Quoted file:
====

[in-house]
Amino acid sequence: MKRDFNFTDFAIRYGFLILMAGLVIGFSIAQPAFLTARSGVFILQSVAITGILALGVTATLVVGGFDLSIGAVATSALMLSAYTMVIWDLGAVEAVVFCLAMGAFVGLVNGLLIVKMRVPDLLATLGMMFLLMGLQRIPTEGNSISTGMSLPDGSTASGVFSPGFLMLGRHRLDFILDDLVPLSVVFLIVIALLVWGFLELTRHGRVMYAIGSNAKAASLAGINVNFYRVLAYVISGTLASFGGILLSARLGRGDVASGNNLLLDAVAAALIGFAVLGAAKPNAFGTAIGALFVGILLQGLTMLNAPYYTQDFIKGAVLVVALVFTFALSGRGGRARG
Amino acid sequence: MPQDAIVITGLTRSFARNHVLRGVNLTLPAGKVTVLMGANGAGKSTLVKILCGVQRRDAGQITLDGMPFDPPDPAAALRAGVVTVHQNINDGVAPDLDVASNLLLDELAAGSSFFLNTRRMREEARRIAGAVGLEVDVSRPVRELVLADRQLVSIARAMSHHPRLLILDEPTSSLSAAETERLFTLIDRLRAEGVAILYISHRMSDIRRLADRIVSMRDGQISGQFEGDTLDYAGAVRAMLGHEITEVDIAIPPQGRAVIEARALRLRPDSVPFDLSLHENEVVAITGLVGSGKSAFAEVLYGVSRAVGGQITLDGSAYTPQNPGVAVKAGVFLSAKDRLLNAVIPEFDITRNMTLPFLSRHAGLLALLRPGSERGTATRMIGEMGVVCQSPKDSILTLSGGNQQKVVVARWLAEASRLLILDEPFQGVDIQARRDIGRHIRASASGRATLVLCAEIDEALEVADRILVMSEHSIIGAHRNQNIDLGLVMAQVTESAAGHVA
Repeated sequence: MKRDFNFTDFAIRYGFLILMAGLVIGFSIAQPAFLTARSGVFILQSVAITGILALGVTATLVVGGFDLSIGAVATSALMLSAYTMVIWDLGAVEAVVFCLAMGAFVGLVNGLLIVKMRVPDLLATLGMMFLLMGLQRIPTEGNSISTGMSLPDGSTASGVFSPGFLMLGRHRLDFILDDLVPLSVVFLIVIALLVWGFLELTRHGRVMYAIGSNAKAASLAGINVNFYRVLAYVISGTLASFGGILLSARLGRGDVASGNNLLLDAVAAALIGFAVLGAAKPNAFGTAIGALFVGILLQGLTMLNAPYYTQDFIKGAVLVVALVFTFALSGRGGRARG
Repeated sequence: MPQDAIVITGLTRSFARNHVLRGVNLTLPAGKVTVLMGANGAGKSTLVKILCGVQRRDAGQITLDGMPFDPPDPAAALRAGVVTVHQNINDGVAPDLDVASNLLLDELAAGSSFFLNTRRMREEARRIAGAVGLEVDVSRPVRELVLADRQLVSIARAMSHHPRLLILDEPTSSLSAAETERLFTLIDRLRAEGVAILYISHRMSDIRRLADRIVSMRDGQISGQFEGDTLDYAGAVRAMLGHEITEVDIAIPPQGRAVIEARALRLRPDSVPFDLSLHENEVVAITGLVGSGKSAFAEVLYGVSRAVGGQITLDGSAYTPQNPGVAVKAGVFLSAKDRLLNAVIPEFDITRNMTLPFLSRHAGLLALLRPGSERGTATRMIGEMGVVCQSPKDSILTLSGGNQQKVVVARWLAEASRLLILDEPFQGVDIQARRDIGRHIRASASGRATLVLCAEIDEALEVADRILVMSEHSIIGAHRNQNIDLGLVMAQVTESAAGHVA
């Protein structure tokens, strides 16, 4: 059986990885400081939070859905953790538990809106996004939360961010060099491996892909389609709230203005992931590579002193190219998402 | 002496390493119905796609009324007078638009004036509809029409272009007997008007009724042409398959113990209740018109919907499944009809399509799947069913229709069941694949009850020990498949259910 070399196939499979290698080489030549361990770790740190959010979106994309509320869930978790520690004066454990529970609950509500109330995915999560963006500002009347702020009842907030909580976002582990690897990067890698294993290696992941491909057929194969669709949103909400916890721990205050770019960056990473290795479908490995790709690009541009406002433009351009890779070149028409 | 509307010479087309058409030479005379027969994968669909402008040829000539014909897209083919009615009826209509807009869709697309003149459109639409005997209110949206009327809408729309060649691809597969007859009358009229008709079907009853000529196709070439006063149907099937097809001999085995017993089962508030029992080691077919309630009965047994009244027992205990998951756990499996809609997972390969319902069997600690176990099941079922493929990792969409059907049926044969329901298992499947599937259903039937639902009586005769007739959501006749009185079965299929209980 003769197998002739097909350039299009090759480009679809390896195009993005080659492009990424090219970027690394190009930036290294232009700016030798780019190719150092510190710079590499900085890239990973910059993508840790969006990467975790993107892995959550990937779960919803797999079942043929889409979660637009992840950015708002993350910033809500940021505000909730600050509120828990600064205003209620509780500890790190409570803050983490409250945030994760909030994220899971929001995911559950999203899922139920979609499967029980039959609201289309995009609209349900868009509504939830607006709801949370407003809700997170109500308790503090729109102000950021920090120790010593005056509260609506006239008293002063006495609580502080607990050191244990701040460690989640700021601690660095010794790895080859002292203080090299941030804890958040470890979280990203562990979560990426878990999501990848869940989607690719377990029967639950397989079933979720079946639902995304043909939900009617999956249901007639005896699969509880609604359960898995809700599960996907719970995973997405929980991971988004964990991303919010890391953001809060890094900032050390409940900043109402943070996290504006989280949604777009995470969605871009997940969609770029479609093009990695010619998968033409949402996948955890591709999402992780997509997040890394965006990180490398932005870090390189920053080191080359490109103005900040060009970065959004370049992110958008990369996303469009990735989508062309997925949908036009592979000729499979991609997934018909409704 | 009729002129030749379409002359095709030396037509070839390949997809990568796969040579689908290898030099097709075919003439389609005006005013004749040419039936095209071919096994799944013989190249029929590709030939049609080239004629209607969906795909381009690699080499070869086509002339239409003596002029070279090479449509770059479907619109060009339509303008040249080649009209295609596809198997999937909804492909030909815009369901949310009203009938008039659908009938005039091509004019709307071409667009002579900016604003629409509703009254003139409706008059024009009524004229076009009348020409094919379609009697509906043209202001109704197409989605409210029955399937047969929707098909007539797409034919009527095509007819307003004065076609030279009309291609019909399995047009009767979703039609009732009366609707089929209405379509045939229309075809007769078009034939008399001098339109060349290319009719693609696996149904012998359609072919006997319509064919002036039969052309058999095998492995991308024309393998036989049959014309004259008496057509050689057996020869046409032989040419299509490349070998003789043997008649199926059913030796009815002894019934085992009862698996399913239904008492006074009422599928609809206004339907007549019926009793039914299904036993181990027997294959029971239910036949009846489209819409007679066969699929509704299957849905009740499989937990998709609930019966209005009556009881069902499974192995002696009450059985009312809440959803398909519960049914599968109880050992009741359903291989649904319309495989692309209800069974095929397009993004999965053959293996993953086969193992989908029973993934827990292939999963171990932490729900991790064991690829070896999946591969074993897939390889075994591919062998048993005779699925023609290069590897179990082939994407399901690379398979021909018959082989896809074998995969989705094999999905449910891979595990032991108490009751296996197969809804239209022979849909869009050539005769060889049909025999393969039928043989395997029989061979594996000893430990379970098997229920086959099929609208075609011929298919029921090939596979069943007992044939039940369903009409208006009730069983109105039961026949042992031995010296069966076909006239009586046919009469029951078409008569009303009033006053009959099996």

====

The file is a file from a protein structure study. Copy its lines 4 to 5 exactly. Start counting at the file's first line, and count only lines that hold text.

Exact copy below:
Repeated sequence: MKRDFNFTDFAIRYGFLILMAGLVIGFSIAQPAFLTARSGVFILQSVAITGILALGVTATLVVGGFDLSIGAVATSALMLSAYTMVIWDLGAVEAVVFCLAMGAFVGLVNGLLIVKMRVPDLLATLGMMFLLMGLQRIPTEGNSISTGMSLPDGSTASGVFSPGFLMLGRHRLDFILDDLVPLSVVFLIVIALLVWGFLELTRHGRVMYAIGSNAKAASLAGINVNFYRVLAYVISGTLASFGGILLSARLGRGDVASGNNLLLDAVAAALIGFAVLGAAKPNAFGTAIGALFVGILLQGLTMLNAPYYTQDFIKGAVLVVALVFTFALSGRGGRARG
Repeated sequence: MPQDAIVITGLTRSFARNHVLRGVNLTLPAGKVTVLMGANGAGKSTLVKILCGVQRRDAGQITLDGMPFDPPDPAAALRAGVVTVHQNINDGVAPDLDVASNLLLDELAAGSSFFLNTRRMREEARRIAGAVGLEVDVSRPVRELVLADRQLVSIARAMSHHPRLLILDEPTSSLSAAETERLFTLIDRLRAEGVAILYISHRMSDIRRLADRIVSMRDGQISGQFEGDTLDYAGAVRAMLGHEITEVDIAIPPQGRAVIEARALRLRPDSVPFDLSLHENEVVAITGLVGSGKSAFAEVLYGVSRAVGGQITLDGSAYTPQNPGVAVKAGVFLSAKDRLLNAVIPEFDITRNMTLPFLSRHAGLLALLRPGSERGTATRMIGEMGVVCQSPKDSILTLSGGNQQKVVVARWLAEASRLLILDEPFQGVDIQARRDIGRHIRASASGRATLVLCAEIDEALEVADRILVMSEHSIIGAHRNQNIDLGLVMAQVTESAAGHVA